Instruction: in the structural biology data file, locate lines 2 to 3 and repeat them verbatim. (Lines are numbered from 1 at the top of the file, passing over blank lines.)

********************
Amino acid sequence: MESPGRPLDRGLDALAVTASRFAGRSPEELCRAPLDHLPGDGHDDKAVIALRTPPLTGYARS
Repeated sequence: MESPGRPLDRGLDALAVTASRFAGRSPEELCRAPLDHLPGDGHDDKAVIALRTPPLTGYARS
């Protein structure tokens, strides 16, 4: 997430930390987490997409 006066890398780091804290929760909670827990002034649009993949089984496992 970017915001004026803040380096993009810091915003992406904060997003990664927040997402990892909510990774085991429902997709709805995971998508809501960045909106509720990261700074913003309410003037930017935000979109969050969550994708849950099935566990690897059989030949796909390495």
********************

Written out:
Repeated sequence: MESPGRPLDRGLDALAVTASRFAGRSPEELCRAPLDHLPGDGHDDKAVIALRTPPLTGYARS
């Protein structure tokens, strides 16, 4: 997430930390987490997409 006066890398780091804290929760909670827990002034649009993949089984496992 970017915001004026803040380096993009810091915003992406904060997003990664927040997402990892909510990774085991429902997709709805995971998508809501960045909106509720990261700074913003309410003037930017935000979109969050969550994708849950099935566990690897059989030949796909390495």